Libraries and the Death Tax
Posted: September 26, 2020
What hundreds of American public libraries owe to Andrew Carnegie's disdain for inherited wealth…
Editors Note: After posting an excerpt of Thomas Opping's "," in which I mentioned the wonderful public library in our town, i ran across this article by Arlene Weismantel from , orginally posted October 10, 2017. Most of us are aware of Andrew Carnegie's philanthropic support of public libraries, but perhaps, like me, you were not aware of some of Carnegie's motivations. Here is an excerpt of Weismantel's article, with a link to the full article, with additional photos, comments and links, at the bottom of the page.
One reason why the steel magnate spent much of his fortune building libraries is that he saw handing large fortunes to the next generation as a waste of money.
The Girard, Kansas Carnegie library. Photo from the National Park Service.
The same ethos that turned Andrew Carnegie into one of the biggest philanthropists of all time made him a fervent proponent of taxing big inheritances. As the steel magnate wrote in his seminal 1899 essay,
“Of all forms of taxation this seems the wisest. By taxing estates heavily at death the State marks its condemnation of the selfish millionaire’s unworthy life.”
Carnegie argued that handing large fortunes to the next generation wasted money, as it was unlikely that descendants would match the exceptional abilities that had created the wealth into which they were born. He also surmised that dynasties harm heirs by robbing their lives of purpose and meaning.
He practiced what he preached and was still actively giving in 1911 after he had already given awayto causes he cared passionately about, especially libraries. As a pioneer of the kind of large-scale American philanthropy now practiced by the likes of Bill Gates and George Soros, he espoused a philosophy that many of today’s billionaires who want to leave their mark through good works are still following.
A Modest Upbringing
The U.S. government had taxed estates for brief periods ever since the days ofbut the modern estate tax took root only a few years before Carnegie died in 1919.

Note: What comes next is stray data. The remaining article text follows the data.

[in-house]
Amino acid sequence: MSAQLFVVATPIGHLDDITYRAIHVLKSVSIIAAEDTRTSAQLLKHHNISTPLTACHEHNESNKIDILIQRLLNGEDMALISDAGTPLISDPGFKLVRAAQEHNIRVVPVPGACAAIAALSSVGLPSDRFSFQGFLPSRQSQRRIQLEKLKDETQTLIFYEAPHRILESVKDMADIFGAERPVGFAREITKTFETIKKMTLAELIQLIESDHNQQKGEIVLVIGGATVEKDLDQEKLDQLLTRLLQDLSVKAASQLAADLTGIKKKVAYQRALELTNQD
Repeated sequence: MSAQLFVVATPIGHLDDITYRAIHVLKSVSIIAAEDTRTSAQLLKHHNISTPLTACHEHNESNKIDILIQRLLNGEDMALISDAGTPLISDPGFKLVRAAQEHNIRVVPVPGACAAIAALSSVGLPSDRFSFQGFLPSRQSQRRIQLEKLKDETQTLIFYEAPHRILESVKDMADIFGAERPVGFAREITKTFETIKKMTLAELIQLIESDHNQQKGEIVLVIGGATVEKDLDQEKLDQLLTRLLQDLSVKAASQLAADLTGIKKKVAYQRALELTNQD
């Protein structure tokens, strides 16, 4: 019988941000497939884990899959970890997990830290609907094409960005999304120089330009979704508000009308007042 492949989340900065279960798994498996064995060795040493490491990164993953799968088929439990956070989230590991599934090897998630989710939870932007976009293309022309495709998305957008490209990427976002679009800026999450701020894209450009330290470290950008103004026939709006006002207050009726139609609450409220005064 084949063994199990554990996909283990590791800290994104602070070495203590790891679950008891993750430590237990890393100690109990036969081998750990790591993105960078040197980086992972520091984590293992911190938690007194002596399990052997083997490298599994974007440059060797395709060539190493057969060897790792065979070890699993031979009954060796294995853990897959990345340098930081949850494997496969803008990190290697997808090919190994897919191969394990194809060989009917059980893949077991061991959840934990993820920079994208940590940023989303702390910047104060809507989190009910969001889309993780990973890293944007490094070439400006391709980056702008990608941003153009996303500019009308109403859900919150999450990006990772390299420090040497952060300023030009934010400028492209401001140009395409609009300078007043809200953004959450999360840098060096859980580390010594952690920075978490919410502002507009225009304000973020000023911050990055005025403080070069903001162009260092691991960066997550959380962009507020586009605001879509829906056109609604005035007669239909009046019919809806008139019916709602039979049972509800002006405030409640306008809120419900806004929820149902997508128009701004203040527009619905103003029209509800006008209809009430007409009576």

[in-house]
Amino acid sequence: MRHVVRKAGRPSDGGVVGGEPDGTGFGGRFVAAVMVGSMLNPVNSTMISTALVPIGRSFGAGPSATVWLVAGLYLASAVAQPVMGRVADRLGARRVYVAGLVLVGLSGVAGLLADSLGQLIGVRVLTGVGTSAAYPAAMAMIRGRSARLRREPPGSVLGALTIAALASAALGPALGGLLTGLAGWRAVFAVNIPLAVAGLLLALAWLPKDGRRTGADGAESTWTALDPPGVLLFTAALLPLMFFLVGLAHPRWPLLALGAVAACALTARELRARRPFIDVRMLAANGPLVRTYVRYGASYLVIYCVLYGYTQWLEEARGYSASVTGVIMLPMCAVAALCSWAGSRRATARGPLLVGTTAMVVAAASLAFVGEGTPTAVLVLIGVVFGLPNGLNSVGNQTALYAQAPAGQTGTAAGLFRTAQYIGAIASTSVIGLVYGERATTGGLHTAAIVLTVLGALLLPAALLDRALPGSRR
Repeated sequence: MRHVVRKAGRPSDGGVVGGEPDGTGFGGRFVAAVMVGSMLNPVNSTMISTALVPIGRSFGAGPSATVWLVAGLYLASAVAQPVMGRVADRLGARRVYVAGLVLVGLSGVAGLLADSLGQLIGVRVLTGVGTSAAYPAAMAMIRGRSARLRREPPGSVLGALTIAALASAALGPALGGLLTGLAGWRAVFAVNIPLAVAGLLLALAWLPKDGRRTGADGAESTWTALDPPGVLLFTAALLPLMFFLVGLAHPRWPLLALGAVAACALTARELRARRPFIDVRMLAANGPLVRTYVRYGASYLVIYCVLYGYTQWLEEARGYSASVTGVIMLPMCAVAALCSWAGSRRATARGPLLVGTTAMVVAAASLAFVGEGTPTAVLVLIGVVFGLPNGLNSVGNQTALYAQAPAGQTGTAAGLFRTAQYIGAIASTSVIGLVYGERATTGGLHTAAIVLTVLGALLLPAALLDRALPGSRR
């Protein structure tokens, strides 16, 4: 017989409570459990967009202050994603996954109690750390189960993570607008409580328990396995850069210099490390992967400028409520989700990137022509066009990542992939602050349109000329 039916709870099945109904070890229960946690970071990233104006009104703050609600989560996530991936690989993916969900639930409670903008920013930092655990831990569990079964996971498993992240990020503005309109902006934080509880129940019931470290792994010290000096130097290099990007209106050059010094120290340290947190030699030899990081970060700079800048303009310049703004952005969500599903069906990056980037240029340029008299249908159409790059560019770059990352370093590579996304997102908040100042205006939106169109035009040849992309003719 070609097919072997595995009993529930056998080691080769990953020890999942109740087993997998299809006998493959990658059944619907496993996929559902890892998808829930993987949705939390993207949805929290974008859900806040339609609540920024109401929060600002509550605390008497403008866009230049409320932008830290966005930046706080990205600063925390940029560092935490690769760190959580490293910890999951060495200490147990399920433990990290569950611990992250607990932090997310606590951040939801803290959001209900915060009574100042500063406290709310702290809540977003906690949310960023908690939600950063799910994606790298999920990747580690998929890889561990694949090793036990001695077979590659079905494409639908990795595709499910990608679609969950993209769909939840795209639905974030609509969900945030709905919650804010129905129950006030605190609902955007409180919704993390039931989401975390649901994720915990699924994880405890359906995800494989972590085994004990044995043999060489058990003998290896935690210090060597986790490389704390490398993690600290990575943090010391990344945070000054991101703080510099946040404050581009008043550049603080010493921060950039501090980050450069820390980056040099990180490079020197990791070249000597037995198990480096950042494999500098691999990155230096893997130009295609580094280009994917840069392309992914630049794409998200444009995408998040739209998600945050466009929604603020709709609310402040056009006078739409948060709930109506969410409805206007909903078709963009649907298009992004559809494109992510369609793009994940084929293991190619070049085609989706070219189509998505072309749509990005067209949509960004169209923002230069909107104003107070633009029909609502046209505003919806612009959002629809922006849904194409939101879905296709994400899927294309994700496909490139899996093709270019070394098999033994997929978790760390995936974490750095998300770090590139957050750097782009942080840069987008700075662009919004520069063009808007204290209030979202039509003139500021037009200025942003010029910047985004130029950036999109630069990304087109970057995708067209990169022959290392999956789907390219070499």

That was one reason why the great philanthropist counseled his fellow ultra-wealthy Americans to give as much of their money away as they could to good causes – including the one he revolutionized: public libraries. . .
Carnegie’s modest upbringing helped inspire his philanthropy, which left its mark on America’s cities large and small. After mechanization had put his father out of work, Carnegie’s family immigrated from Dunfermline, Scotland, to the U.S. in 1848, where they settled in Allegheny, Pennsylvania.
The move ended his formal education, which had begun when he was eight years old. Carnegie, then 13, went to work as a bobbin boy in a textile factory to help pay the family’s bills. He couldn’t afford to buy books and he had no way to borrow them in a country that would haveonly half a century later.
In 1850, Carnegie, by then working as a messenger, learned thatColonel James Anderson let working boys visit his 400-volume library on Saturdays. Among those books, “the windows were opened in the walls of my dungeon through which the light of knowledge streamed in,” Carnegie wrote, explaining how the experience both thrilled him and .
Books kept him and other boys “clear of low fellowship and bad,” Carnegie said later. He called that library the source of his largely informal education.
Carnegie eventually builtto honor Anderson. credits Anderson with founding free libraries in western Pennsylvania and opening “the precious treasures of knowledge and imagination through which youth may ascend.”
Carnegie believed in exercising discretion and care with charitable largess. People who became too dependent on handouts were unwilling to improve their lot in life andthem, in his opinion. Instead, he sought to “use wealth so as to be really beneficial to the community.”
For the industrial titan, that meant supporting the institutions that empower people to pull themselves up by their bootstraps like universities, hospitals and, above all, libraries.
In Carnegie’s view, “the main consideration should be to help those who will help themselves.” Free libraries were, in Carnegie’s opinion, among the best ways to lend a hand to anyone who deserved it.
Carnegie built 2,509 libraries in the late 19th and early 20th centuries, 1,679 of them across the U.S.. All told, he spent US$55 million of his wealth on . Adjusted for inflation, that would top today.
Some were grand but about 70 percent of these libraries served towns of less than 10,000 and cost less than $25,000 (at that time) to build.
A Lasting Legacy
Through Carnegie’s philanthropy, libraries became pillars of civic life and the nation’s educational system.
More than 770 of the original Carnegie libraries still function as public libraries today and others are landmarks housing museums or serving other public functions. More importantly, the notion that libraries should provide everyone with the opportunity to freely educate and improve themselves is widespread.
I believe that Carnegie would be impressed with how libraries have adapted to carry out his cherished mission of helping people rise by making computers available to those without them, hosting job fairs and offering resume assistance among other services. . .
Arlene Weismantel is Senior Associate Director of Libraries at Michigan State University.
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